There was a very interesting article in the Wall Street Journal last week about the trend towards acquisition predators becoming targets, in a process referred to as “a bid for a bidder.” For shareholders of the “winning” bidder, it is the opinion of The Merger Verger that this kind of transaction has “BEWARE” written all over it.
Let’s look at what happens and why it makes the old Verger nervous.
As everyone knows, you do not want to examine the process of making sausage too closely, so with a contrarian view, let’s start there. Sausage maker Hilllshire Brands Co. recently agreed to buy processed food company Pinnacle Foods Inc. That prompted a poultry company, Pilgrim’s Pride Corp., to look at Hillshire … and bid for them. That then led meat producer Tyson Foods to bid for Hillside also. Tyson got Hillside but the Pinnacle deal (Remember Pinnacle? They were the original target here.) was called off.
So what’s wrong with all that?
First, if Pilgrim’s Pride and Tyson were so interested in Hillshire, why hadn’t they bid before the Pinnacle deal was announced? Certainly Tyson – an experienced acquirer – knew beforehand basically what they were bidding for in Hillside but the whole process smells more of playing competitive defense than strategic offense. In situations like this, strategic rationale and thorough due diligence can go quickly out the window. And both of these deal attributes are cornerstones of a successful integration. You lose your focus on them or weaken their role in the deal process and your shareholders will pay. And pay.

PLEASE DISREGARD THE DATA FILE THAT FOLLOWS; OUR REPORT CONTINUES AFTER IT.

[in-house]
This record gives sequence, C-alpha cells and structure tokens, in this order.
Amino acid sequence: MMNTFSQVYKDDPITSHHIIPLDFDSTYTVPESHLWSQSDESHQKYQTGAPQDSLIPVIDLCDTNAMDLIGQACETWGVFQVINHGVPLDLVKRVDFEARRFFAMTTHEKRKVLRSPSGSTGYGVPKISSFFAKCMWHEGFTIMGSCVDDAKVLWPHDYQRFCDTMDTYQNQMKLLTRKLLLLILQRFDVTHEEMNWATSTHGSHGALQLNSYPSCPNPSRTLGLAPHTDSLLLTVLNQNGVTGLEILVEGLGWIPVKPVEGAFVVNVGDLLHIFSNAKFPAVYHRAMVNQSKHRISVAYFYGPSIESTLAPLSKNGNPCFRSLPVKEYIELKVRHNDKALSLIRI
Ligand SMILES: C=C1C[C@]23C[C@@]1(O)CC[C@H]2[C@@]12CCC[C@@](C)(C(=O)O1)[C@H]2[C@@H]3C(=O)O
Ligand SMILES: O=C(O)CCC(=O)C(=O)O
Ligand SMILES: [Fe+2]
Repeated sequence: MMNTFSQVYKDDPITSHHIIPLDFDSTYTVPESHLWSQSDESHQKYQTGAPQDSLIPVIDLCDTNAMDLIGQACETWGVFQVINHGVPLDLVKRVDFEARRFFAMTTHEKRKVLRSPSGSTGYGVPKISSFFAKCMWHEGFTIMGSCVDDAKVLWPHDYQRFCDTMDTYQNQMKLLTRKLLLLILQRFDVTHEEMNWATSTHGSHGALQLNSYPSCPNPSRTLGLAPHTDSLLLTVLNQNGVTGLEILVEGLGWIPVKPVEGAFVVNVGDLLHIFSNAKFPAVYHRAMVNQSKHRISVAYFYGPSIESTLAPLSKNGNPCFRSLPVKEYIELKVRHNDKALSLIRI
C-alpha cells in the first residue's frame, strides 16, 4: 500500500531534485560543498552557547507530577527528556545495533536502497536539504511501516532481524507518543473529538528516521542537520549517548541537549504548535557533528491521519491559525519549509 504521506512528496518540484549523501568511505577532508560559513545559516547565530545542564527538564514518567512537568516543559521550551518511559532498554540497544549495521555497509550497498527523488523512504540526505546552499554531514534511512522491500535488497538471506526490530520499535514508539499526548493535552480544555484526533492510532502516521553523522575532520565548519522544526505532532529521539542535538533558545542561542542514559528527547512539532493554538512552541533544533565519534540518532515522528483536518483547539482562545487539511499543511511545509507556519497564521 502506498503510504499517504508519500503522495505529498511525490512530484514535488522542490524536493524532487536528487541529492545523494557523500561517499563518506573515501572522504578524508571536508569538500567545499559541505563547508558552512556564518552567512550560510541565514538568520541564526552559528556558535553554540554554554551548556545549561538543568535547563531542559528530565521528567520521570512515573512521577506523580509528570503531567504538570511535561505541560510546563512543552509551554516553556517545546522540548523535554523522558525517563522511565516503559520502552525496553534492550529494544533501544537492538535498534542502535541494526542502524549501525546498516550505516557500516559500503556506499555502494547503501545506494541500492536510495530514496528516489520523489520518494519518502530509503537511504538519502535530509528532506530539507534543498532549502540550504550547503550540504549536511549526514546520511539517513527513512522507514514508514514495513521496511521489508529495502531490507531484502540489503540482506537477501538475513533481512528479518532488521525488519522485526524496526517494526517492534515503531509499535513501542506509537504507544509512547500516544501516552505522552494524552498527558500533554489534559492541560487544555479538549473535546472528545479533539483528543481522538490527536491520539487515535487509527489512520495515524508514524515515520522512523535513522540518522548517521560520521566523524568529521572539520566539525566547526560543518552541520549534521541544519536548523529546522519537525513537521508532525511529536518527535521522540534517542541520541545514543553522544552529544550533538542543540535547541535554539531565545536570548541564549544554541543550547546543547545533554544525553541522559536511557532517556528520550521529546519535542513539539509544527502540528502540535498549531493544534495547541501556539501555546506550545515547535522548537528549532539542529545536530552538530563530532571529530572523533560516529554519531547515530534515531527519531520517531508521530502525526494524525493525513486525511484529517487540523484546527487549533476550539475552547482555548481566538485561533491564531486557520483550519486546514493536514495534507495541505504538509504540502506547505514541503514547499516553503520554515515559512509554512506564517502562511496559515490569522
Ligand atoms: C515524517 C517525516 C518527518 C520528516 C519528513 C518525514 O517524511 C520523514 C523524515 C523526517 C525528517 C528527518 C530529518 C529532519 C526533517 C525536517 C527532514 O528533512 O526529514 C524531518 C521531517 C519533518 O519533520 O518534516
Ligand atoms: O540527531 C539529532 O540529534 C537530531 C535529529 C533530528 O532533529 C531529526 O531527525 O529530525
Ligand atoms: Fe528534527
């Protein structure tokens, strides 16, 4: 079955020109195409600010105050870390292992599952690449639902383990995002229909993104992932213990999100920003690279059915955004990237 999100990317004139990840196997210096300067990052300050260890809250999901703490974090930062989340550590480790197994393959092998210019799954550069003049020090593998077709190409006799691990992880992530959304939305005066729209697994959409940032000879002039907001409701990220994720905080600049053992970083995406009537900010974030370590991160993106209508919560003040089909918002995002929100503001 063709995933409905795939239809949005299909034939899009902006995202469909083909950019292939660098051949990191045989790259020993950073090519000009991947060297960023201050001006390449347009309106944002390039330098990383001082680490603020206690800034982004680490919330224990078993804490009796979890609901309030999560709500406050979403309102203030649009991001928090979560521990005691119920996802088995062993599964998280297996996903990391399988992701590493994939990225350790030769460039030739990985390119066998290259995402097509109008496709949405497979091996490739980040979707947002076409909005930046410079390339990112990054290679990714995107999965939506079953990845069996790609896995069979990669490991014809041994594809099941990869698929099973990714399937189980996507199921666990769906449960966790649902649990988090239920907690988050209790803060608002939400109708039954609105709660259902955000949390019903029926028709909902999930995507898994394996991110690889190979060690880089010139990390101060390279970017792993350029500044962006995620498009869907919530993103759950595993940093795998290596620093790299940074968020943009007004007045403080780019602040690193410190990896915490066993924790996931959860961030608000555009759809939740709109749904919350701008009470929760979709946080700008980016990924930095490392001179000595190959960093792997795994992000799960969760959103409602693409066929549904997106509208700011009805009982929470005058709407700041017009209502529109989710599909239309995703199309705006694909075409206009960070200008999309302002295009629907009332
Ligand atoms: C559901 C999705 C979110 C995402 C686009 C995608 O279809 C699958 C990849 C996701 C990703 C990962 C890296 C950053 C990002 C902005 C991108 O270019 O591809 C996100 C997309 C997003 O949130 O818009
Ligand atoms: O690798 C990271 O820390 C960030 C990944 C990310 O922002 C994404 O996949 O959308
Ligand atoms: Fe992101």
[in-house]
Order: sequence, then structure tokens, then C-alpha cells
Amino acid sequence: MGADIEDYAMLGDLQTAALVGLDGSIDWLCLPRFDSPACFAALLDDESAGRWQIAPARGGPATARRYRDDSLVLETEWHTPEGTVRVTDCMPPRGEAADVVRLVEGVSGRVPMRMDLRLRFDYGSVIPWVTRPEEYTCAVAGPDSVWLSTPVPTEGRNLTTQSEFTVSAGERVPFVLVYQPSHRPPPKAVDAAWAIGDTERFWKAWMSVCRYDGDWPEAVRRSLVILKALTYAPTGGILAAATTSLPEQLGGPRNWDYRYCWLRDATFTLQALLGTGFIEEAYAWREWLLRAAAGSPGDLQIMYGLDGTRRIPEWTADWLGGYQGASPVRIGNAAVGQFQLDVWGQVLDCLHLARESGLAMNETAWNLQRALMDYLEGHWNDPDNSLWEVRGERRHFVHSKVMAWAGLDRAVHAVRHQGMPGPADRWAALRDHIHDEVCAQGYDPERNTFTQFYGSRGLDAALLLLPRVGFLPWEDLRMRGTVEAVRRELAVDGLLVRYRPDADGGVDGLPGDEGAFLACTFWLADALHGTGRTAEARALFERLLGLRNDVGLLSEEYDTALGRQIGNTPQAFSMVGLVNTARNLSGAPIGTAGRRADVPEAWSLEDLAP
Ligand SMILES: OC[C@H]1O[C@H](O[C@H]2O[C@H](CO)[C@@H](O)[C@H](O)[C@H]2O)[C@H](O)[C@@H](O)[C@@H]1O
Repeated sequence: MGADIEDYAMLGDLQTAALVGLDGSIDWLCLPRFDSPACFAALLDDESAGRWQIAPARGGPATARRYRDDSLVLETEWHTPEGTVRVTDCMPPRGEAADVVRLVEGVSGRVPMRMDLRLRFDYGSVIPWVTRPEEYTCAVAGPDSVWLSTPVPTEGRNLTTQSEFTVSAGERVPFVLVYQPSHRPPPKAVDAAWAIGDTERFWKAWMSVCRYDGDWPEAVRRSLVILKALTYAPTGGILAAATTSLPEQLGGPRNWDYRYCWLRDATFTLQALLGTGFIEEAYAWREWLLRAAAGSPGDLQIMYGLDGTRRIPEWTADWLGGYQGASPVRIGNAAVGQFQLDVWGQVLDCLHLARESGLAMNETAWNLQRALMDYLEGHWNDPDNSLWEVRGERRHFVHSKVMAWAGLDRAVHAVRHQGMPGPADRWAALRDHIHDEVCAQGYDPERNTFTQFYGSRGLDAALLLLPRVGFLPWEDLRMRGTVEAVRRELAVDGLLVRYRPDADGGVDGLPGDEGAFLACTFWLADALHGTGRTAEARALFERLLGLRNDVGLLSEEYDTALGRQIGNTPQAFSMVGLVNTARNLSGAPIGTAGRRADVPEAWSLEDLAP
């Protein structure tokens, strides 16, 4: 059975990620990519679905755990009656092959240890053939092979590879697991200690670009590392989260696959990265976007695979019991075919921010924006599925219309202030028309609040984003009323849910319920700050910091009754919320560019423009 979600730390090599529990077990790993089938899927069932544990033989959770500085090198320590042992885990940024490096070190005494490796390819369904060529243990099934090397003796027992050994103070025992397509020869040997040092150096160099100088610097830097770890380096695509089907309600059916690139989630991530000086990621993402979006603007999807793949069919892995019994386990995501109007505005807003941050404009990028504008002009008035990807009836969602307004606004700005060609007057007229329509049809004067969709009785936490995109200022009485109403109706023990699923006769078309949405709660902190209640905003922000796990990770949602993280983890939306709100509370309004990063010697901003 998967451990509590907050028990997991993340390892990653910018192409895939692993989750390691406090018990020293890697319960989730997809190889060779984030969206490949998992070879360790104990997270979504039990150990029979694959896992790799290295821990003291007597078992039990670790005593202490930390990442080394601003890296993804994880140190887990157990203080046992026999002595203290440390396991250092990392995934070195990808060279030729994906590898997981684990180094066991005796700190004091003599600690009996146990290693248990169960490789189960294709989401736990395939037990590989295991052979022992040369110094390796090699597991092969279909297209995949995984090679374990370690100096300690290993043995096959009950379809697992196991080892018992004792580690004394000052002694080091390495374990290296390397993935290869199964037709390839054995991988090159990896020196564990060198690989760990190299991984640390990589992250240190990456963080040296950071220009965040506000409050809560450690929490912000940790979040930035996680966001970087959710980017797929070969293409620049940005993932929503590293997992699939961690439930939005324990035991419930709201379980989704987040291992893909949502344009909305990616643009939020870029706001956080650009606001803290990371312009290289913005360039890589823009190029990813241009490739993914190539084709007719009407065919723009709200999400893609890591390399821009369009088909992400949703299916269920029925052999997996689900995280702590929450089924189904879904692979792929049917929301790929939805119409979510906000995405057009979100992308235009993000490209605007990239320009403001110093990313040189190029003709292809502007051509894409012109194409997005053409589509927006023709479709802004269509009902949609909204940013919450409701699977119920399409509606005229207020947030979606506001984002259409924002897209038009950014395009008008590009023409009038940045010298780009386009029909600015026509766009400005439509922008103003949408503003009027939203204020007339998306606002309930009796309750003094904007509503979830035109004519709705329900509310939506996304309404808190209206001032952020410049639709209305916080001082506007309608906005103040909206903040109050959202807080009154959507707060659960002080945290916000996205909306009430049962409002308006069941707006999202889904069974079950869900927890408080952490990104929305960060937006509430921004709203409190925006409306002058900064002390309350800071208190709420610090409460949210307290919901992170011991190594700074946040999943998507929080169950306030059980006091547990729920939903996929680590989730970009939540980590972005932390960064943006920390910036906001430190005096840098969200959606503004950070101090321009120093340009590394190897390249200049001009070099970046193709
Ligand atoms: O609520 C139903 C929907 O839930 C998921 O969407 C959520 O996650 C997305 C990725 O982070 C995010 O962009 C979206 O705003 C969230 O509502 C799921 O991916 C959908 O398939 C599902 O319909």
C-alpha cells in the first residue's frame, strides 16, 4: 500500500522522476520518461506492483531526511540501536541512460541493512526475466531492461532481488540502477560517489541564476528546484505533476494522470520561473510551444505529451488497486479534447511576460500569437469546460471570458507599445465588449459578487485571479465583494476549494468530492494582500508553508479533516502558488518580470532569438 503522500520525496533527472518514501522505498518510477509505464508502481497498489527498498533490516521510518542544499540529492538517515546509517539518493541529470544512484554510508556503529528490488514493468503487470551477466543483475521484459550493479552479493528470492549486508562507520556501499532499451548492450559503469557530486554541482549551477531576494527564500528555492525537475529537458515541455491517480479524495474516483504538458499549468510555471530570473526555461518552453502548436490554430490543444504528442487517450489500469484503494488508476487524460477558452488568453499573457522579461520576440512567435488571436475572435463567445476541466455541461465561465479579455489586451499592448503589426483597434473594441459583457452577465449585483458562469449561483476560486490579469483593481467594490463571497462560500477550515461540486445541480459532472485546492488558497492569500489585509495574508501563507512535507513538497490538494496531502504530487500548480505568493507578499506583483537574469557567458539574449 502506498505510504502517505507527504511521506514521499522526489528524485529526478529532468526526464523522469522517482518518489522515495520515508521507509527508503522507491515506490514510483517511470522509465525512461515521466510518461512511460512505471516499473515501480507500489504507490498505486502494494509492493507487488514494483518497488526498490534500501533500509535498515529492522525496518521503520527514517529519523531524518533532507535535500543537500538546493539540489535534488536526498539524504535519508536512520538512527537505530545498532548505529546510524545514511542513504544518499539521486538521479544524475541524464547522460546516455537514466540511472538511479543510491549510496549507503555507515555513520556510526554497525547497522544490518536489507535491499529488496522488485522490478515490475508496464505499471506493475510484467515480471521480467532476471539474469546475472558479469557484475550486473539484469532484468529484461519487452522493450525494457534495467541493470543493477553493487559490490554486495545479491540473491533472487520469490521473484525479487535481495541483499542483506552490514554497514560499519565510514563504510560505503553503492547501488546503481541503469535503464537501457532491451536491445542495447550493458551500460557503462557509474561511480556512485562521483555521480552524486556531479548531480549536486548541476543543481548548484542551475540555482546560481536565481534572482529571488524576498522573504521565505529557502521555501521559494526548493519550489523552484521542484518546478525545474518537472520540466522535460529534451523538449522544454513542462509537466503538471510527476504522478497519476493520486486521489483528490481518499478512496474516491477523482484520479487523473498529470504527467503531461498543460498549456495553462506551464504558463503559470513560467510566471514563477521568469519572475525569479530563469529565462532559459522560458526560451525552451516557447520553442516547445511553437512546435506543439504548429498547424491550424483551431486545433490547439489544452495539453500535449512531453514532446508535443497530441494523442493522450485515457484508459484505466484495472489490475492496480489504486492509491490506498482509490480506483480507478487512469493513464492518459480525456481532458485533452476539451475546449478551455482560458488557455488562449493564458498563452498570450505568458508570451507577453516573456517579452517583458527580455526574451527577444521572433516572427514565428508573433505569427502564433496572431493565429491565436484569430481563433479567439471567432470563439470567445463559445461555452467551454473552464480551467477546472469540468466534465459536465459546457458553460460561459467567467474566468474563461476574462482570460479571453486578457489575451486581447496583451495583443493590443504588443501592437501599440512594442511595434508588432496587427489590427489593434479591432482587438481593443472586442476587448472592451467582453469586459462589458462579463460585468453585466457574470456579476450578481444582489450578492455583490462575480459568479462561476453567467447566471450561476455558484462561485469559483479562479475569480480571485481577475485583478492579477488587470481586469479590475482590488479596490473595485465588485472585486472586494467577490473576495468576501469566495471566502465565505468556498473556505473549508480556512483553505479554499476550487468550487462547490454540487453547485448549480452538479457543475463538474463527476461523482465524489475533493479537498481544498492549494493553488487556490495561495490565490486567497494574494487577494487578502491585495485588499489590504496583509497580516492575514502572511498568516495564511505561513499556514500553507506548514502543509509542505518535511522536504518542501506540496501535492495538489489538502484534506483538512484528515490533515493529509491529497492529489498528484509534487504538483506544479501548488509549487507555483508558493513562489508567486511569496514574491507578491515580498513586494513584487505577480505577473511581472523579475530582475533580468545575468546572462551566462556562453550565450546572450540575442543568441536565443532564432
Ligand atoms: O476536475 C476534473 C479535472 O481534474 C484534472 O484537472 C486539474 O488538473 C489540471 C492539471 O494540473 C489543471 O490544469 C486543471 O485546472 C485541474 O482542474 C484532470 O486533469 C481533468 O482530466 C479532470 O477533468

Speaking of paying, is there any research on M&A that doesn’t point out how hubris and paying too much are key failure drivers over and over and over? And when is someone going to overpay most readily? When they think they are behind a competitive 8-ball or when the bidding is taken through several rounds. Sadly, there is no hero status for the guy who says, “Screw it; it’s gotten too pricey.”
There should be.
Which brings me to … The Verger’s Law:
The probability of deal failure increases by the square of the percentage change in price from the initial bid.